Although it has a TON of heuristic scoring and other options, it runs right out of the box with default options and no configuration required:
It's donationware (free but sign-up at our forum is required).
Yes, there is a useless scrolling programs list, not a folding out piitn and click menu that youc an keep organized and that folds out your folders that you created to keep things organized.
This is a sack where everyhting goes, and you have to SCROLL it to see your programs, it's absolutely NOT the same as in XP, it's useless.
It's a big step forward to have "Programs" listed at the top and always distinct from everything else.
I used to really like Windows Desktop Search on XP for launching programs, but ever since I included my e-mail in the index, it's become useless for reliably finding programs because the number of e-mails usually overloads the list and the programs never get displayed.
I was worried that Vista would also exhibit this behavior, but it looks like it won't. Excellent. I'd pay the upgrade price just for this one feature, actually, because I like it so much :)
The only issue I'm concerned about with "typing trumps pointing" is that people can't spell which could make searching harder. Won't frustration levels rise if people drop and no results are returned?
Are we going to see Google's "Did you mean" in the Start Menu?
In the current form you do have to type correctly, it does not correct misstakes which makes it even more useless. You have to remember what you want to search for and type it correctly, not very user friendly compared to a point and click folding menu.
In conclusion, typing may trump pointing for computer geeks, not for the general public that just wants to find and start their programs quickly and easily.
After using Vista for a couple of months it does feel liek this system needs a servicepack before it's even released, lots of things that feels unpolished and not thought through properly.
First off, my sincere apologies if some of this stuff has already been said. I would normaly read all the posts but I don't have time.
The advantage of typing to launch a program is very significant. When you are launching a program you know what you want.
With point and click you then have to find what you want, then click it. This is a) Made worse by navigating hidden trees, which then forces you to organise it well - hence the largely flat system in Vista one would assume b) Made worse by having a lot of items to search through.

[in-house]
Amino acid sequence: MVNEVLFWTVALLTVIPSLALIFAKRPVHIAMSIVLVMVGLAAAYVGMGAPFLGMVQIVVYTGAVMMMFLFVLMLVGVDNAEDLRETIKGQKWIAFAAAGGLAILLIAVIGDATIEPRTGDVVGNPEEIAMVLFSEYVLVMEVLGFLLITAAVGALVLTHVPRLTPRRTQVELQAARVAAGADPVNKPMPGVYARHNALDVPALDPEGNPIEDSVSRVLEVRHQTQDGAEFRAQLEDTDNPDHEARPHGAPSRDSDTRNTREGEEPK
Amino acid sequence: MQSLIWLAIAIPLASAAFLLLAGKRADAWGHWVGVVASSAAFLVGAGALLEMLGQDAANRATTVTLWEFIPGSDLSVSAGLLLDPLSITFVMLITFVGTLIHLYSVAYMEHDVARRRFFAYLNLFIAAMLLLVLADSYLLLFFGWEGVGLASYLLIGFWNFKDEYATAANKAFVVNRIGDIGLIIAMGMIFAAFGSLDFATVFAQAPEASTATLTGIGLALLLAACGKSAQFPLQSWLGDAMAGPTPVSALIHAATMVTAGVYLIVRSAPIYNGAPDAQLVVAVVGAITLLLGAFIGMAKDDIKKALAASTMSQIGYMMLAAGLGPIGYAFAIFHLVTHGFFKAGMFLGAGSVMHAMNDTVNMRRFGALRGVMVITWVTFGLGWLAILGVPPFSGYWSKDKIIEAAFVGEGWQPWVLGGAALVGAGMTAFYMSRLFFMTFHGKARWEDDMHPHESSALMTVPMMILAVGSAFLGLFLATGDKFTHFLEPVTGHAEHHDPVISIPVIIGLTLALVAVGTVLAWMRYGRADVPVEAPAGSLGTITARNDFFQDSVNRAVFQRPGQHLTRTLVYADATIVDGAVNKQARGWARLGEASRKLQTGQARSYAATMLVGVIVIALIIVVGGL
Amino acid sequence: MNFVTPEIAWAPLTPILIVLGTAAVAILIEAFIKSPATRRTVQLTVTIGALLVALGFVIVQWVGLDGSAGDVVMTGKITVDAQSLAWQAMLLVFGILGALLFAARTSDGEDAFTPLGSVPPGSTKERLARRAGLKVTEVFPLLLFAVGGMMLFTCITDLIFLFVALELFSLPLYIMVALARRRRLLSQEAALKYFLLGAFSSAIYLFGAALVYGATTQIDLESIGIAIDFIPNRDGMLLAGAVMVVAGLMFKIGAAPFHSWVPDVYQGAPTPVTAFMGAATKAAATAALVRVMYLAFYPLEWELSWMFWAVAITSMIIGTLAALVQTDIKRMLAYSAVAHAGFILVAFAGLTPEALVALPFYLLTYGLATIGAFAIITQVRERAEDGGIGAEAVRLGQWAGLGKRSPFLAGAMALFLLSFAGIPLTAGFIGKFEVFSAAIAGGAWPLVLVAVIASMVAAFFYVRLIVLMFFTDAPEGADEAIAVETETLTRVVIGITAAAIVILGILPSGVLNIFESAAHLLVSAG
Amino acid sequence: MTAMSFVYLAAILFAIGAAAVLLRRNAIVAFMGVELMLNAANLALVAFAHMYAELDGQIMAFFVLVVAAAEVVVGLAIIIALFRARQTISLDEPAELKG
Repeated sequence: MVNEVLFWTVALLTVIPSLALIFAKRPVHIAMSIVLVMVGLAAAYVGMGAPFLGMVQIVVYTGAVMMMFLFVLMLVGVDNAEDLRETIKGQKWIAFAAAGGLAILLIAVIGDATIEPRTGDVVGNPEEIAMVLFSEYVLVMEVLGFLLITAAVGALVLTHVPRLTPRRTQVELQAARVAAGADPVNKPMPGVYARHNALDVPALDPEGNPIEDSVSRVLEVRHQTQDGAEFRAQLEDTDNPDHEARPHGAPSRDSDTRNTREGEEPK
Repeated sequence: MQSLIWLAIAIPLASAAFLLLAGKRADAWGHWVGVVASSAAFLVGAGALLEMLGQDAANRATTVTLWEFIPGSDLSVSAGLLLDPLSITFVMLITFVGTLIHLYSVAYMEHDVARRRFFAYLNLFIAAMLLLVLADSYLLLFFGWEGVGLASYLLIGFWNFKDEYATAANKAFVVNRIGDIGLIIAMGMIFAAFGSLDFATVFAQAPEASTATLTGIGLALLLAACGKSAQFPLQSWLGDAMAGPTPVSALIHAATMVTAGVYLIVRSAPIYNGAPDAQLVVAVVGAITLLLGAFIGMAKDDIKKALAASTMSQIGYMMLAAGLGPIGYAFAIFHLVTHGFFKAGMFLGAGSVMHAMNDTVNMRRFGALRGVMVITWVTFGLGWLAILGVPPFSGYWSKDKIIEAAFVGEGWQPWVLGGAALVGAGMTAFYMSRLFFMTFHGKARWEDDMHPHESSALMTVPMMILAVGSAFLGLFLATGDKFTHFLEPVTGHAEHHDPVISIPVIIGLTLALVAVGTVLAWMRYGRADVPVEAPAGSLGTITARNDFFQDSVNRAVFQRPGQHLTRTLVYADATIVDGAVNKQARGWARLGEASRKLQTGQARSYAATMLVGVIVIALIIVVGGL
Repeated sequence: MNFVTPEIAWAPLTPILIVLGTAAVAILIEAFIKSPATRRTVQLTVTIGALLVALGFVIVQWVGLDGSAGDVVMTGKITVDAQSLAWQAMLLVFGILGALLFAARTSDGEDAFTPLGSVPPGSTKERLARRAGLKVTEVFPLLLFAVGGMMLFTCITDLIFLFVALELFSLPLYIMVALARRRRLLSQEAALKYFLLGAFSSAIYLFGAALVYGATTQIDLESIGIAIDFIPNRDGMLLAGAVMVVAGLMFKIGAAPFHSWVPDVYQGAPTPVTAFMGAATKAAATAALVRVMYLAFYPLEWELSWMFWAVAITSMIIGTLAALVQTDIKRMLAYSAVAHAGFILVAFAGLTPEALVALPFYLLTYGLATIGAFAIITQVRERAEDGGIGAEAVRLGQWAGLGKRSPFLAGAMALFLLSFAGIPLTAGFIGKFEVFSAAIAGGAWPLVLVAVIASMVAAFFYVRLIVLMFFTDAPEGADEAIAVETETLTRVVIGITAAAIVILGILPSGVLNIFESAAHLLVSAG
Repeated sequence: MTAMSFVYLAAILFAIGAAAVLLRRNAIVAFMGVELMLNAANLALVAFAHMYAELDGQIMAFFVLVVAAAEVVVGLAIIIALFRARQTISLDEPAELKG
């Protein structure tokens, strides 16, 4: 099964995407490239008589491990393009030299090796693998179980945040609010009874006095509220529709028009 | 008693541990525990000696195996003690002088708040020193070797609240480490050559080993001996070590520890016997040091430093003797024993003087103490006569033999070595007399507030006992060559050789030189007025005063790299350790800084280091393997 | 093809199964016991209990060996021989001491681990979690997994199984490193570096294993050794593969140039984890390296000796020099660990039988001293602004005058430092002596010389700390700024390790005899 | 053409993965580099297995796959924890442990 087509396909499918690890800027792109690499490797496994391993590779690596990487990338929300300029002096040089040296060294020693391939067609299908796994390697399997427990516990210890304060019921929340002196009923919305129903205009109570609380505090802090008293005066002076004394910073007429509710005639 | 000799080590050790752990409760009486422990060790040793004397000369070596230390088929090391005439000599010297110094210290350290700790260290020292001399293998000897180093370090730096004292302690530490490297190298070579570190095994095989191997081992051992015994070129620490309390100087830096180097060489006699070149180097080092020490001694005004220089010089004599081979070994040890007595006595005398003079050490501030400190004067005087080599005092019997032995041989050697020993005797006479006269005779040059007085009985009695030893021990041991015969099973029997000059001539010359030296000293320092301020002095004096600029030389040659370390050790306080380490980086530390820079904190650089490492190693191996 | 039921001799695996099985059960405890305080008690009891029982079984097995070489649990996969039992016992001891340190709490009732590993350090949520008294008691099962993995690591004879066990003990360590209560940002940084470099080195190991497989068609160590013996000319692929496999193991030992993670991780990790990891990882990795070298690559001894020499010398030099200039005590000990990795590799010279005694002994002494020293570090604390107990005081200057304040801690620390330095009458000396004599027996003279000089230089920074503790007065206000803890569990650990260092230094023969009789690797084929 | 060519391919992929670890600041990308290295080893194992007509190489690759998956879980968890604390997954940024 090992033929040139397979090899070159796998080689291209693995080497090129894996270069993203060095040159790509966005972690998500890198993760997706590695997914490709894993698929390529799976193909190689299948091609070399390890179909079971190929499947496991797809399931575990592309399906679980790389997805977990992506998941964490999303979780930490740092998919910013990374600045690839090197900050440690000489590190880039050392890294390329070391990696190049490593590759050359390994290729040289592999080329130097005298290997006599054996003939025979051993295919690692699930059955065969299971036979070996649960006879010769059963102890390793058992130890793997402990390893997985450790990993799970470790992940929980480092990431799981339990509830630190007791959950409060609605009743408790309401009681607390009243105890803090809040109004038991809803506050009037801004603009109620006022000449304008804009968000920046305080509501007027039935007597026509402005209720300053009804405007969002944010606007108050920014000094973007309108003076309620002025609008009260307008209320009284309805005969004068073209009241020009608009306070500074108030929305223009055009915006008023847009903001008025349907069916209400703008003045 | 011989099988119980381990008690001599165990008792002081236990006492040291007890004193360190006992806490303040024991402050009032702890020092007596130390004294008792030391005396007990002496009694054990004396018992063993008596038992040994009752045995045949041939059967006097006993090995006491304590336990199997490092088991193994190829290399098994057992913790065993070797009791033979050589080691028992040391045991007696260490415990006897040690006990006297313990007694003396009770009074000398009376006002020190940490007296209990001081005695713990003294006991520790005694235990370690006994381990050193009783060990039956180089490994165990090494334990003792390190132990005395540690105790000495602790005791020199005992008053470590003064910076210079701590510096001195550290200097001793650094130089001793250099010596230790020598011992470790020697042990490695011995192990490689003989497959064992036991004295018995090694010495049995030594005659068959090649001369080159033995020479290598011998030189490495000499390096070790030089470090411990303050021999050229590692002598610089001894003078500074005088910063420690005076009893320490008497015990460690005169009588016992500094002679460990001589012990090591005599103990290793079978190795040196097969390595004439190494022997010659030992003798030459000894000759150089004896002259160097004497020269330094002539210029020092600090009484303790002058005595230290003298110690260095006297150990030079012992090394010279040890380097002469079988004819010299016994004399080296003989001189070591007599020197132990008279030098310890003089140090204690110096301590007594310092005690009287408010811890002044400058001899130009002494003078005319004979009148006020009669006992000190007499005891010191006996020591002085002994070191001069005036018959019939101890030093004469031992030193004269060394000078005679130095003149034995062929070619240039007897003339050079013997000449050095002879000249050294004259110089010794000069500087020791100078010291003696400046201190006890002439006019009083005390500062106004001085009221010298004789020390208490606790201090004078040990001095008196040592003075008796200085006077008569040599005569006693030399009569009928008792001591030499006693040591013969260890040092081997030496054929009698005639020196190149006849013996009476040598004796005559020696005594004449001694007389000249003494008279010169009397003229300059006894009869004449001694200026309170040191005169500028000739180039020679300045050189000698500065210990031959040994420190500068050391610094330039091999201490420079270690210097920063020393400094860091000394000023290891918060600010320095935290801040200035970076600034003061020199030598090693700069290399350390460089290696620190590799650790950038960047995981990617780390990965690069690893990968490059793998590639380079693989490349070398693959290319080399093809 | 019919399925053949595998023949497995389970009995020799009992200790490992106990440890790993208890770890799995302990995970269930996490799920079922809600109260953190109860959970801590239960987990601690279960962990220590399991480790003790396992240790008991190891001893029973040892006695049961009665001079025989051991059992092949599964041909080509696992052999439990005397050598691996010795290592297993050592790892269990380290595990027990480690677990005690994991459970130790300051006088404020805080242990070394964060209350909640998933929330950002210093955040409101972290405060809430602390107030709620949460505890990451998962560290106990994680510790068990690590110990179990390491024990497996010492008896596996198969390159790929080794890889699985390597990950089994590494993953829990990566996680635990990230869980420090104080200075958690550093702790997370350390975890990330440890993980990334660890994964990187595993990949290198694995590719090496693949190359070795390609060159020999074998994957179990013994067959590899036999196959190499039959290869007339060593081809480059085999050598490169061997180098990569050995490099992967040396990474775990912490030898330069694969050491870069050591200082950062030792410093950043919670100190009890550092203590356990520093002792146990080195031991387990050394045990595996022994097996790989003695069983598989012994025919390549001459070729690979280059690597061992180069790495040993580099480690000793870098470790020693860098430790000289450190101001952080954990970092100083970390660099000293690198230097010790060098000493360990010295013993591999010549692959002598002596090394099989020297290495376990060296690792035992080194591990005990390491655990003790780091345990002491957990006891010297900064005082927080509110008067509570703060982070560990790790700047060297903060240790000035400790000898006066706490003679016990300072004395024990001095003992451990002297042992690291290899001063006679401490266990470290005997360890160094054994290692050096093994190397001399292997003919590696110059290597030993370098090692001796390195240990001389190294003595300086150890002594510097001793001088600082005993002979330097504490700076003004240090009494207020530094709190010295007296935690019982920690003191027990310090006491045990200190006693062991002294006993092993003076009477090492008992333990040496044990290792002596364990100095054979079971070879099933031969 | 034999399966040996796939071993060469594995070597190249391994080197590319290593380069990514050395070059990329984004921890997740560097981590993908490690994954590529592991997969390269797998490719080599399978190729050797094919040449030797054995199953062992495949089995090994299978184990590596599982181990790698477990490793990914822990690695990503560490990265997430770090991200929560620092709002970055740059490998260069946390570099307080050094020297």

Now consider you know exactly what you want. You press a key (yes, launch should idealy have a dedicated key on the keyboard. But alas, it's too late for that unless you override the caps lock or some such) and then just type what you want. Launch Key - notepad etc. There are several advantages. a) It is by far much, much quicker than searching through menu's, for anyone of any skill. If you are a slower typer, you are more than likely going to be slower at searching and navigating a tree. b) It doesn't break your train of thought by forcing you to search. All the time you are still focused on the task at hand - opening nodepad and typing a phonenumber. opening calculator to do a sum.
My big problem with Vista's start menu search is that most people use the mouse to click the start menu. So people will have to switch back and forth between the keyboard and the mouse to launch a program, which negates one of the big advantages of typing to launch.
It's an exciting step forward, but not without it's flaws.
so the guys at MS finally discovered that we can more easily do repetitive things fast when we type than when we click. Wonderful!
Now maybe in IE8 and in notepad-vista i will be able to experience the nice "typed and found" approach that we have in Mozilla/Firefox for years and in emacs/vi/less for decades ^_^
BEyond being sarcastic, that's truly a great thing that people will no longer be dependent on the pre-organized way things are presented la XP. "recent documents" list are great, but they require you to read through it every time. When i type gi[TAB] ba[TAB]wa[TAB] and see it completed in "gimp backgrounds/wallpaper.jpg", i only need to check the computer did what i intended, not search how i should tell it.